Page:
A Hop and a Cliff, Killing the Death Penalty, Betraying Veterans: Five Reads Wednesday
FlaglerLive | January 2, 2013
Senate-Passed Deal Means Higher Tax on 77% of Households: “The budget deal passed by the U.S. Senate today would raise taxes on 77.1 percent of U.S. households, mostly because of the expiration of a payroll tax cut, according to preliminary estimates from the nonpartisan Tax Policy Center in Washington. More than 80 percent of households with incomes between $50,000 and $200,000 would pay higher taxes. Among the households facing higher taxes, the average increase would be $1,635, the policy center said. A 2 percent payroll tax cut, enacted during the economic slowdown, is being allowed to expire as of Dec. 31. The heaviest new burdens in 2013, compared with 2012, would fall on top earners, who would face higher rates on income, capital gains, dividends and estates. The top 1 percent of taxpayers, or those with incomes over $506,210, would pay an average of $73,633 more in taxes. Much of that burden is concentrated at the very top of the income scale. [...] The top tax rates on capital gains and dividends would go up to 23.8 percent, from 15 percent last year. The new rate includes a 3.8 percent tax from the 2010 health-care law that took effect [Jan. 1].” From Bloomberg.
America’s Retreat From the Death Penalty: “A distinguished committee of scholars convened by the National Research Council found that there is no useful evidence to determine if the death penalty deters serious crimes. Many first-rate scholars have tried to prove the theory of deterrence, but that research “is not informative about whether capital punishment increases, decreases, or has no effect on homicide rates,” the committee said. A host of other respected experts have also concluded that life imprisonment is a far more practical form of retribution, because the death penalty process is too expensive, too time-consuming and unfairly applied. [...] Thanks to the Innocence Project and the overturning of 18 wrongful convictions of death-row inmates with DNA evidence and the exonerations of 16 others charged with capital crimes, the American public is increasingly aware that the system makes terrible mistakes. Since 1973, a total of 142 people have been freed from death row after being exonerated with DNA or other kinds of evidence. All of these factors have led the states to retreat from the death penalty in recent years — in both law and in practice. [...] The large number of states no longer carrying out executions indicates a kind of national consensus. It points to “the evolving standards of decency that mark the progress of a maturing society,” an idea that the Supreme Court has evoked in judging the constitutionality of punishments. The court used that analysis most recently when it ruled that mandatory life sentences without possibility of parole are unconstitutional for juvenile offenders even if they are convicted of homicide. It should similarly recognize that under evolving standards capital punishment is cruel and unusual and should be abolished.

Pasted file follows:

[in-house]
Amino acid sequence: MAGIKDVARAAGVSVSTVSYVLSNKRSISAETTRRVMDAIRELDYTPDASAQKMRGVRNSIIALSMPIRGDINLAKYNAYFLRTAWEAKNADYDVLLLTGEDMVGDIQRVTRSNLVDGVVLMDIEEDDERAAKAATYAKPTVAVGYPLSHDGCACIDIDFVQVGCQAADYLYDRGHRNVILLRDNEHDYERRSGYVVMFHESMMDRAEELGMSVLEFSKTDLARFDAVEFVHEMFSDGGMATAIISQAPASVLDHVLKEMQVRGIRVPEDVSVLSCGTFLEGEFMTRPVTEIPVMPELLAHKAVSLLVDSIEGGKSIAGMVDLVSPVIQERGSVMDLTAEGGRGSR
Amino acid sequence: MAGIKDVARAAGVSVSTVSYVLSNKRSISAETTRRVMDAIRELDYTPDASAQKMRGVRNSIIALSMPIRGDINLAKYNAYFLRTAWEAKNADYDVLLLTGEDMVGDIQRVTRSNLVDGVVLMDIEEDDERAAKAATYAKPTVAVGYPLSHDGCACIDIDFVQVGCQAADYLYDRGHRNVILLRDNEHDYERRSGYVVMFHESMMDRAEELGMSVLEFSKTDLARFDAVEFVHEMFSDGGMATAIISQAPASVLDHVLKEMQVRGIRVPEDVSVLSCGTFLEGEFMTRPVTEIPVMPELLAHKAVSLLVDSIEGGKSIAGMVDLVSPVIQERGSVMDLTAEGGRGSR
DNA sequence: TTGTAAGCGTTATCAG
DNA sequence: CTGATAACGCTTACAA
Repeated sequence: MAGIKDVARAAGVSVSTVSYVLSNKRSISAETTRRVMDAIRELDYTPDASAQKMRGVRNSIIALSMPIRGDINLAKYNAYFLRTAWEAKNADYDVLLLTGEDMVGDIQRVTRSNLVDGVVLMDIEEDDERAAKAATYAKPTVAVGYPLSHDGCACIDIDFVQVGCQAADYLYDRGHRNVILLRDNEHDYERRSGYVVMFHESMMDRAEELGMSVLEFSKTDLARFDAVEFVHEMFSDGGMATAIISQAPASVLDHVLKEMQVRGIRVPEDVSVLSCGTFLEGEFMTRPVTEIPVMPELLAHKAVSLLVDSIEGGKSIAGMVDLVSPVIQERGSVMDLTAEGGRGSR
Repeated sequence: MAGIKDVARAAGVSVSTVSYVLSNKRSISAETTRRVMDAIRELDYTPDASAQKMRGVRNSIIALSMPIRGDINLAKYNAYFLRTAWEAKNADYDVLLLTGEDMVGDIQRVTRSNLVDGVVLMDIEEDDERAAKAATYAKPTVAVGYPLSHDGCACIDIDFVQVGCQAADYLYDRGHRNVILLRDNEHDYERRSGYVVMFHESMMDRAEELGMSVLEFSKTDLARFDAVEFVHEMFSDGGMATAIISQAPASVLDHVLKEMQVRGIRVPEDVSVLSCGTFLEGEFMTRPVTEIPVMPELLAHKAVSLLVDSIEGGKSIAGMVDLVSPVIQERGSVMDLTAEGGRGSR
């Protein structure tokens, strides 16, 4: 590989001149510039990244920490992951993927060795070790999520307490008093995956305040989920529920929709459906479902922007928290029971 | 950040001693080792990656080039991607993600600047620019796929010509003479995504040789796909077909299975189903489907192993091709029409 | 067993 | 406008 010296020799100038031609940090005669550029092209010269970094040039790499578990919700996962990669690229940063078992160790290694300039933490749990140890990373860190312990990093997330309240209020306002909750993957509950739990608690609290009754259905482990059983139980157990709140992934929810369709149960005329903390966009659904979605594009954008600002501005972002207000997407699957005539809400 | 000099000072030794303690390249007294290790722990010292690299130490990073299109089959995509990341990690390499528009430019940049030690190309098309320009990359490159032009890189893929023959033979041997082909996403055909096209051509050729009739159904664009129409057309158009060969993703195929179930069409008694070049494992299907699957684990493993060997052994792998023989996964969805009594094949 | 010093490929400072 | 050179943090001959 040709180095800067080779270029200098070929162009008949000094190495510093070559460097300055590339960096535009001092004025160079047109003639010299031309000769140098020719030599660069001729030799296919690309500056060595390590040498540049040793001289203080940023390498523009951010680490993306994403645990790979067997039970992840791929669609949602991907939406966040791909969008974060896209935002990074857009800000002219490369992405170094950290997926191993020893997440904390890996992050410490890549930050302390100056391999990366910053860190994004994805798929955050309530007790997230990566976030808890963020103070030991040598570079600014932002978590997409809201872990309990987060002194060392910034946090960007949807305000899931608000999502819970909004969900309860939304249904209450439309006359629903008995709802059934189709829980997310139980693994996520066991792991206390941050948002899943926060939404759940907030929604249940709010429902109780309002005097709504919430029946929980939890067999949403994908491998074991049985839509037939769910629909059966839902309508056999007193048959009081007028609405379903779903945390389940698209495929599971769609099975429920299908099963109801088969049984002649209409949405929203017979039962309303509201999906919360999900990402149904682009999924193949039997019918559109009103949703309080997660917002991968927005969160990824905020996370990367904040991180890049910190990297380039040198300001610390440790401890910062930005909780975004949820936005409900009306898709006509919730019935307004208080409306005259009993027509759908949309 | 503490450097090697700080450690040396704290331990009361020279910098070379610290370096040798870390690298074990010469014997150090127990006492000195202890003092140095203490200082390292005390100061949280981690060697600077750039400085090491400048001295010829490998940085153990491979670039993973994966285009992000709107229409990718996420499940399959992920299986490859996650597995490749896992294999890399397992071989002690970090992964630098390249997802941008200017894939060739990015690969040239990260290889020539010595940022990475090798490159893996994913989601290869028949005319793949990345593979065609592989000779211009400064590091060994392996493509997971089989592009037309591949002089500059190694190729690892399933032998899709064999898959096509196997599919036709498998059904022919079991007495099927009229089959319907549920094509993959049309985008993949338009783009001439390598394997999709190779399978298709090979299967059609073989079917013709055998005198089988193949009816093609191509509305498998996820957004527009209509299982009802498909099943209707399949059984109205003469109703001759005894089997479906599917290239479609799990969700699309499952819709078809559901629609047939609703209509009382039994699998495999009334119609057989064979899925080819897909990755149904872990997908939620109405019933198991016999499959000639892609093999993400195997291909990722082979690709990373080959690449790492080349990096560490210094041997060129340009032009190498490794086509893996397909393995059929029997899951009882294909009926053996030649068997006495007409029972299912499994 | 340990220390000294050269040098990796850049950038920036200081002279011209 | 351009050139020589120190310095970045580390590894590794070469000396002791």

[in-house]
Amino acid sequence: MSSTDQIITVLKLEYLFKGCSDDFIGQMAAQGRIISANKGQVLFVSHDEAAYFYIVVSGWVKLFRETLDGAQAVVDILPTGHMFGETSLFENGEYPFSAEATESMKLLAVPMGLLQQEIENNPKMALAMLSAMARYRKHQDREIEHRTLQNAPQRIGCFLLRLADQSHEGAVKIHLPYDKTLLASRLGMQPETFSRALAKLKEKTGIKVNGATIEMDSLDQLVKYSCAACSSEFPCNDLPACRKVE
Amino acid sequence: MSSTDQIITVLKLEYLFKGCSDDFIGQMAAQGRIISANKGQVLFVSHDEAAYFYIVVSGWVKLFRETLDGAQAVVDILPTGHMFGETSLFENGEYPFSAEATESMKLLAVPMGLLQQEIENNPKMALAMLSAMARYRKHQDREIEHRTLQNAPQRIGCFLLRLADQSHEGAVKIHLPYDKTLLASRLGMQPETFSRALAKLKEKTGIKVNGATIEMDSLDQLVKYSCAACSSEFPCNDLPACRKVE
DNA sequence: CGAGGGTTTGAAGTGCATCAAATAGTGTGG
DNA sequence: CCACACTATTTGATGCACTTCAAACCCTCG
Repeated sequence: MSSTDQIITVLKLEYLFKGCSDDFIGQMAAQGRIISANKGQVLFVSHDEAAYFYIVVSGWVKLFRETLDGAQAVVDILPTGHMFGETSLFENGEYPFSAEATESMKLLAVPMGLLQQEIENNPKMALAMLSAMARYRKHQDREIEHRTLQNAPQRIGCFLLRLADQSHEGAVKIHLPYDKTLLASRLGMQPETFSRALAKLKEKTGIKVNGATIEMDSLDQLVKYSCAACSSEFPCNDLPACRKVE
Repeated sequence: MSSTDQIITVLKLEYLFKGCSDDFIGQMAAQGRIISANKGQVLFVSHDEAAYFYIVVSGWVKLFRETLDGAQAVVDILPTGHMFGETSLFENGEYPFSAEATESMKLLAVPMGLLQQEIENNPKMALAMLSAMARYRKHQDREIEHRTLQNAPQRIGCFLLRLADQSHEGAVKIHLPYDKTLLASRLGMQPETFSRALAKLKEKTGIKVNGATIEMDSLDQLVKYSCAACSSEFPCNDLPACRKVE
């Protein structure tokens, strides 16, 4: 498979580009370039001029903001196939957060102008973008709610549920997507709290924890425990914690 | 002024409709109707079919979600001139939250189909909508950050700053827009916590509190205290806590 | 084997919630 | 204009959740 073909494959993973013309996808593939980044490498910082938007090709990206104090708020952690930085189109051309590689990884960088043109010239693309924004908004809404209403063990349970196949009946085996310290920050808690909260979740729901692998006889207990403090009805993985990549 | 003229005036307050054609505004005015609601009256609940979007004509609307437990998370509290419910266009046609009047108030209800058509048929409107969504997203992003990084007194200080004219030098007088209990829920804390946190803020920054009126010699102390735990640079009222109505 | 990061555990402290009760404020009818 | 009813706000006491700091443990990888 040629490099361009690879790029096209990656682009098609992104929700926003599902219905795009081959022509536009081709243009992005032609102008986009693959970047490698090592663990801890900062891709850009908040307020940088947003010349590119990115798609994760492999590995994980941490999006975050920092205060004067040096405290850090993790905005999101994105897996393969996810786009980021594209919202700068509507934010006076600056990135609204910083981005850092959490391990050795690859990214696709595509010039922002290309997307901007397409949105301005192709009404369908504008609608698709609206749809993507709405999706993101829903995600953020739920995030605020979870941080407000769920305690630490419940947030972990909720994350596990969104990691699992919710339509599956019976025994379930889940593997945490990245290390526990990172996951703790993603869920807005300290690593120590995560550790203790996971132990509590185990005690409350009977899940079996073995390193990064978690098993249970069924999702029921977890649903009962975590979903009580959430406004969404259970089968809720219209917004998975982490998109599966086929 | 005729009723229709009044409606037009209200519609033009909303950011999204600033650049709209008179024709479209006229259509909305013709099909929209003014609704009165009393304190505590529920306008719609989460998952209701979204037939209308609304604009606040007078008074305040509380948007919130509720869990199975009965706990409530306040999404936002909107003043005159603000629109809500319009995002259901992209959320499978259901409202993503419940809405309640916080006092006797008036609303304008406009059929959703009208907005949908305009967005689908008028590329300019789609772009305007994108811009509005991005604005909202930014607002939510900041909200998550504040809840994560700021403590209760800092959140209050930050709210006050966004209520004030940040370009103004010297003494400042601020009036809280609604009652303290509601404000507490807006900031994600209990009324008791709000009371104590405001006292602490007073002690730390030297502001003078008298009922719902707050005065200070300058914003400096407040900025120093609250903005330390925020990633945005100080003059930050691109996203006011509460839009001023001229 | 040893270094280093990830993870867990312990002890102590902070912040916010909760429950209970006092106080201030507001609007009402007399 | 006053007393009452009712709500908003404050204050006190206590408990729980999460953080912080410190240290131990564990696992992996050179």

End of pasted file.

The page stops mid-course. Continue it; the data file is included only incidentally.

Number of veterans who die waiting for benefits claims skyrockets: “The VA’s inability to pay benefits to veterans before they die is increasingly common, according to data obtained by the Center for Investigative Reporting. The data reveals, for the first time, that long wait times are contributing to tens of thousands of veterans being approved for disability benefits and pensions only after it is too late for the money to help them. In the fiscal year that ended in September, the agency paid $437 million in retroactive benefits to the survivors of nearly 19,500 veterans who died waiting. The figures represent a dramatic increase from three years earlier, when the widows, parents and children of fewer than 6,400 veterans were paid $7.9 million on claims filed before their loved one’s death. These veterans range from World War II veterans like Alderson who die of natural causes without their pensions to Iraq war veteran Scott Eiswert, who committed suicide after his disability claim for post-traumatic stress disorder was denied. The ranks of survivors waiting for these benefits also have surged, from fewer than 3,000 in December 2009 to nearly 13,000 this month. [...] Nationwide, about 900,000 veterans and their families have been waiting about nine months for a decision on their claims, with those in America’s major urban areas waiting the longest. As of October, the most recent month for which numbers are available, the average wait time for a veteran was 15 months in Chicago, 16 months in New York and a year and a half in Los Angeles. [...] Veteran advocates and family members of veterans who died waiting accuse the VA of callous indifference in denying legitimate benefits claims and deluging families with paperwork even as loved ones slip away. Chronic mistakes add to a feeling of abandonment. A CIR analysis of 18 reports published this year by the VA’s inspector general revealed auditors found mistakes in more than 1 in 3 high-profile claims they reviewed. In 2011, the Board of Veterans Appeals found errors in 73 percent of cases it decided, according to the board’s annual report.” From the Center for Investigative Reporting.